Talawanda Football ramps up preparation for fall season

By Massillon Myers

The path back to Friday Night Lights continues as the calendar turns to July. At Talawanda High School, Football Coach Larry Cox and his coaching staff have been following the protocols promoted by that COVID-19 pandemic that were put in place by the Ohio High School Athletic Association.

On June 1, the football team and the rest of the fall sports teams began conditioning and lifting sessions while socially distancing and working out in groups of 10 or less at the high school. Athletes had their temperature taken before entering the facility and if they reported 100.4 degrees Fahrenheit or higher, they were sent home.

Although many of the players have been working out at home, getting the overall team fitness level up is the first step in returning to play after completing the spring semester virtually.

“It’s a process, because if you rush back too fast, you have greater risk for injury,”  Cox said. “You want to make sure you do things just right.”

In the next few weeks, the football team will begin conducting more football-specific practices. With COVID-19 numbers on the rise, the OHSAA member schools are still conducting business under the three phase restart guidelines.

“On top of everything else, you’ve got to think of everything from the aspect of social distancing, sanitizing, keeping the kids in a safe, healthy and clean environment,” Cox said. “There’s a lot of thought that goes into everything.”

While there are health risks that come along with playing sports during a pandemic, there are benefits as well, said Talawanda Athletic Booster President and Assistant Football Coach Brad Hoblitzell.

“For me, there’s this real duality of keeping kids safe and keeping their families safe and also realizing there is a great bit of health in being involved and being active that athletics and extracurriculars can provide,” Hoblitzell said. “It’s been difficult for kids, probably more difficult than a lot of us realized, with them being out of school, there’s a mental health part of that that’s important.”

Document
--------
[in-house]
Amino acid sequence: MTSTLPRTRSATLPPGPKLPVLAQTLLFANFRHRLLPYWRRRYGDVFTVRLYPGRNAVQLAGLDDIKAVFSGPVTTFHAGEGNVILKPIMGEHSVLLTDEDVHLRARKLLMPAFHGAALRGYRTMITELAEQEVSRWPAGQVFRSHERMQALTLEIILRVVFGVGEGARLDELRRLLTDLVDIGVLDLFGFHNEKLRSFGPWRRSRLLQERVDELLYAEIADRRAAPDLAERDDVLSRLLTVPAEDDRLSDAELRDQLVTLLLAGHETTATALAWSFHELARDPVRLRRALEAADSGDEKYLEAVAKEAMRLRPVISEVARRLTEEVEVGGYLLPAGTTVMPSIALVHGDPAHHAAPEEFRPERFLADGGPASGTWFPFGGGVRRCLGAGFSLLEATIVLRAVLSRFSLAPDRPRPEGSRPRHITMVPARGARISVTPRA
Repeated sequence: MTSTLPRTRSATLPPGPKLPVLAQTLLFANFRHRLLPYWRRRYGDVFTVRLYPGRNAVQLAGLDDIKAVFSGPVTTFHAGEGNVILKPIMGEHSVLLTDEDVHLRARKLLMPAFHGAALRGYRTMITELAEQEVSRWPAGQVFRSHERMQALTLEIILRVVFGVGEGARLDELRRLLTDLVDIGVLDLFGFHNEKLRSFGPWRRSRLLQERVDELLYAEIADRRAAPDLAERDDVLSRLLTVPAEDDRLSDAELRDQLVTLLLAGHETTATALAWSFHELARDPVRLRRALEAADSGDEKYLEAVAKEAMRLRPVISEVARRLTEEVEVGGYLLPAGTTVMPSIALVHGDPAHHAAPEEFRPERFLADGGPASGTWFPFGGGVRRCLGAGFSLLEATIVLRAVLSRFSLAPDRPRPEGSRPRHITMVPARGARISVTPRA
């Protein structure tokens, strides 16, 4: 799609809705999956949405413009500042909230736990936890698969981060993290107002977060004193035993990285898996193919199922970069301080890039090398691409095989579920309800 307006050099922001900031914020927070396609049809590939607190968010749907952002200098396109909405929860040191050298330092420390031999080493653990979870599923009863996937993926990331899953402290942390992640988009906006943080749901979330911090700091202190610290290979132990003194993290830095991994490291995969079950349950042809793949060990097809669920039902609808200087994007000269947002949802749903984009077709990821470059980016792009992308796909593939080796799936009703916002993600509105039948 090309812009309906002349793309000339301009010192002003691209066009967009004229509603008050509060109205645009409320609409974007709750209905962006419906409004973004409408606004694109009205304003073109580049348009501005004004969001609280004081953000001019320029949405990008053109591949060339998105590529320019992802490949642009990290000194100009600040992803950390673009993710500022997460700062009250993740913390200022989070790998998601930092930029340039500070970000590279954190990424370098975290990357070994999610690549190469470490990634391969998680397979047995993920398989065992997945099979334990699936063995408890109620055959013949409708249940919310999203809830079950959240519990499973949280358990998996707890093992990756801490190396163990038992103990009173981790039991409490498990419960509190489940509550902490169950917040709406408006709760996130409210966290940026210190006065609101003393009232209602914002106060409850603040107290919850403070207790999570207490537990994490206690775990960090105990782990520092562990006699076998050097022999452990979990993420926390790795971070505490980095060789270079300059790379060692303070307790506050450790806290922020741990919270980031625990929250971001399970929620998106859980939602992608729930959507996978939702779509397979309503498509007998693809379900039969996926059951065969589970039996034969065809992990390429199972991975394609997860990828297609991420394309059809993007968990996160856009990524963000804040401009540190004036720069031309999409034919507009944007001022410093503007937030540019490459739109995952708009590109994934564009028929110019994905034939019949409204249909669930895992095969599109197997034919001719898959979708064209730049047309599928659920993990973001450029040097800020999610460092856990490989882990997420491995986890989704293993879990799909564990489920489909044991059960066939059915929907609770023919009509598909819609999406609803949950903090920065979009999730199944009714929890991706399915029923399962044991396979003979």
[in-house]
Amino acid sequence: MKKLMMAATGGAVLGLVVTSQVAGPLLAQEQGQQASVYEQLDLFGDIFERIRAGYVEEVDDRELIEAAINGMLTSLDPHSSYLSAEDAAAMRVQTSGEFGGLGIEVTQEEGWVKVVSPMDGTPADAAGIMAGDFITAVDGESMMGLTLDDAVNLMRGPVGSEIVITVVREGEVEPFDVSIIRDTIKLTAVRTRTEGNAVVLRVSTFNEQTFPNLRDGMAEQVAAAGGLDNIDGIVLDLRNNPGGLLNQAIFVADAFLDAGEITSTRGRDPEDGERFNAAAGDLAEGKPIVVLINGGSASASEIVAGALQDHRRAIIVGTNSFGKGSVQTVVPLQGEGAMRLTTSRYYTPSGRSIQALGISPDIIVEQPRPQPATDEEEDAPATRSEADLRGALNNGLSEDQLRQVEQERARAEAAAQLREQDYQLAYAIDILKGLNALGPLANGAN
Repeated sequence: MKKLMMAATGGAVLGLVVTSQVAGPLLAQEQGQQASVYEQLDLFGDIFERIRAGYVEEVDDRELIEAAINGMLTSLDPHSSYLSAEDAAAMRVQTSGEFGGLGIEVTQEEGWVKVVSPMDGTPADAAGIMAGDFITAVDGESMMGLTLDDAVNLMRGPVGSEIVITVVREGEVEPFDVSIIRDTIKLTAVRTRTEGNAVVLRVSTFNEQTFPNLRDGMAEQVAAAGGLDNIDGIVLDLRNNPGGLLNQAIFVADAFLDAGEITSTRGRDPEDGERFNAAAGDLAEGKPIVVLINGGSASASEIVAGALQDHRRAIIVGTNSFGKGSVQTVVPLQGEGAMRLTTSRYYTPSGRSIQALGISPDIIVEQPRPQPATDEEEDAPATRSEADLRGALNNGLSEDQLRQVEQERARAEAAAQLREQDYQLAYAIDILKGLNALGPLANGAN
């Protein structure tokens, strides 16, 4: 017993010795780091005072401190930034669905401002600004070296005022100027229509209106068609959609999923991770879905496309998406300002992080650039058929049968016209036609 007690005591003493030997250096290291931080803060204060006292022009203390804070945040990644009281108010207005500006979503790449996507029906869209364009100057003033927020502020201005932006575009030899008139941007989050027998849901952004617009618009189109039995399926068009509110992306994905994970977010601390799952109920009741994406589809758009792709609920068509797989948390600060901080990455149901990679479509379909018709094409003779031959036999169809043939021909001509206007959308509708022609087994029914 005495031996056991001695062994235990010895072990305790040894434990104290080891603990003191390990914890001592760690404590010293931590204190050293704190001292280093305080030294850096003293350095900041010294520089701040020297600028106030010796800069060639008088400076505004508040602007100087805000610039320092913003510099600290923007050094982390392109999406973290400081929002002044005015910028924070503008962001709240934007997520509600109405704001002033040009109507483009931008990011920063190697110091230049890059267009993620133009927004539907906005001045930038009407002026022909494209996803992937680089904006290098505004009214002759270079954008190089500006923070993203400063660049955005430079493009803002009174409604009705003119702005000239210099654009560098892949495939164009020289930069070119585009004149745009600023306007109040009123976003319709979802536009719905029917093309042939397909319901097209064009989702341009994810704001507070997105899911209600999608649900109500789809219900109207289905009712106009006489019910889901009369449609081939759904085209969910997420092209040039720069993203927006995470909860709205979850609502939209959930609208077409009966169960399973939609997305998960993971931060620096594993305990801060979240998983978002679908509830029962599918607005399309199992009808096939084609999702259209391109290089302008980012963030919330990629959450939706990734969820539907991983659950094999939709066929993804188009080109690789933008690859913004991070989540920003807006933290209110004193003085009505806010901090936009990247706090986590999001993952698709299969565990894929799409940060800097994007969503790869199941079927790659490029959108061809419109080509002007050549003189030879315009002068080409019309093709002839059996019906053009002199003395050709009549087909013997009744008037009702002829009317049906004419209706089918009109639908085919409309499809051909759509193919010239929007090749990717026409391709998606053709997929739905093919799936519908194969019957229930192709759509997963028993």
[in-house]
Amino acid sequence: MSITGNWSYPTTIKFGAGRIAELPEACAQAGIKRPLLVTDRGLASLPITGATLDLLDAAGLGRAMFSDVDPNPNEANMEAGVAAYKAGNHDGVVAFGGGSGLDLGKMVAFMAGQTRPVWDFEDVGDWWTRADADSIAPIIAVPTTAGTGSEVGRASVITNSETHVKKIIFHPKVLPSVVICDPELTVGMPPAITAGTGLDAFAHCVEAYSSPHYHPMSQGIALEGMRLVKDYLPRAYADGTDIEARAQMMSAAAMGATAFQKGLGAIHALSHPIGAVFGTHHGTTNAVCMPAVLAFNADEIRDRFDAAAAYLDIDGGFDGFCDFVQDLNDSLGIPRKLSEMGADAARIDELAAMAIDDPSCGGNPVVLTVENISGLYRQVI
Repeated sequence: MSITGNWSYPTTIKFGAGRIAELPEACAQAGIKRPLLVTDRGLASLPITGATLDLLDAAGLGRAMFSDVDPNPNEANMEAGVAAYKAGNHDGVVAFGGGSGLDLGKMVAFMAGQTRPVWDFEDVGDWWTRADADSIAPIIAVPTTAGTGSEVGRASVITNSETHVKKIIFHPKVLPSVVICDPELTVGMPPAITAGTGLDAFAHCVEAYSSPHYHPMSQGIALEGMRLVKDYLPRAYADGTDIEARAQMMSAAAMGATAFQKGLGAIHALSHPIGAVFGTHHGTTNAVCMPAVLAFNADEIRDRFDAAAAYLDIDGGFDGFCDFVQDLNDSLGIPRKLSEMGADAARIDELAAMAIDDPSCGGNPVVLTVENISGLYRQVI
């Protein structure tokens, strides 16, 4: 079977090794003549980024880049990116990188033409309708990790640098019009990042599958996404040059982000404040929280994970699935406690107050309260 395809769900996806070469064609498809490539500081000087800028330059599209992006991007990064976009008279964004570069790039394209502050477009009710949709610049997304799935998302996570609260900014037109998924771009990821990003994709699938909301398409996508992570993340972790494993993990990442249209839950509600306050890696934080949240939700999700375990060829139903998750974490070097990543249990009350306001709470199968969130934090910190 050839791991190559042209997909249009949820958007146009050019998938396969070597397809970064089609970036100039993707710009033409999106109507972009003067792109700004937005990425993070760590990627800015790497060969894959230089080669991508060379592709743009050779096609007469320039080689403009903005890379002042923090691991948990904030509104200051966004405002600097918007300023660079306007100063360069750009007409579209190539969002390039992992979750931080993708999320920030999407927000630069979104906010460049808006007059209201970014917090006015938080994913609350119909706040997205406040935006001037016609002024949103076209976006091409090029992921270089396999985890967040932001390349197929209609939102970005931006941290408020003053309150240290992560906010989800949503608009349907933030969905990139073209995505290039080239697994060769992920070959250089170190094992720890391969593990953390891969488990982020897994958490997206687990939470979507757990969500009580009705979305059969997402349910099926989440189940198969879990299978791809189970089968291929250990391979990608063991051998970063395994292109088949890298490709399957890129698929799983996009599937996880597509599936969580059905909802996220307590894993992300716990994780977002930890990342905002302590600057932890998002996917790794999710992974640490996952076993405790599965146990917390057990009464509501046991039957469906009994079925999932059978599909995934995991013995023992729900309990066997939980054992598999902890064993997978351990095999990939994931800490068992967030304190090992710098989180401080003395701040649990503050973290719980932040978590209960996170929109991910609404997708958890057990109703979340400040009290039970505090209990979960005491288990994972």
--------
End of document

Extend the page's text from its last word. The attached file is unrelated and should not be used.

When Talawanda began all sports training June 1, athletes from all sports including volleyball, cross country, field hockey, soccer and lacrosse have seen a high number of athletes show up for training. Hoblitzell has twins, who are sophomore student-athletes at Talawanda, and they’ve enjoyed getting back out there with their teammates and friends so far this summer.

“They were chomping at the bit, even all of spring, they continued working out,” Hoblitzell said about his son and daughter, who are on the track and field team at Talawanda. “We marked on the calendar all of the meets for track and would say ‘oh today would be the Edgewood meet, let’s go out and throw or let’s go out and run and see where we’re at.’ We were just trying to keep that sense of training going. They’ve been excited to get back to training and be around their friends and be together. That’s been a real positive thing.”

As for the fall football season, it’s on schedule to start with a home game against Monroe, Friday, Aug. 28.

“What has been communicated to us is that we’re on a normal time frame at this point,” Cox said. “We’re going to do what we normally do until we can’t do what we normally do, then we’ll make that decision.”

The circumstances might be constantly evolving but what stays constant is the culture that Cox said he is aiming to create at Talawanda. Last season, his first at Talawanda, the Brave finished 7-3, an improvement from when the team finished 2-8 in 2018.

“I don’t get caught up too much in winning and losing. More than anything I talk about creating a culture, a consistent culture,” Cox said. “We talk about the culture of successful programs, hard work. Can we come in and work hard and become the best we possibly can? Can we create a family kind of atmosphere, a team that is very tight, where there is a chemistry and teammates and coaches care about each other? Can we come in and compete each and every day? If we’ve got those three things going for us, the rest takes care of itself.”

As of now, Talawanda High School is preparing to begin the school year in-person Aug. 19.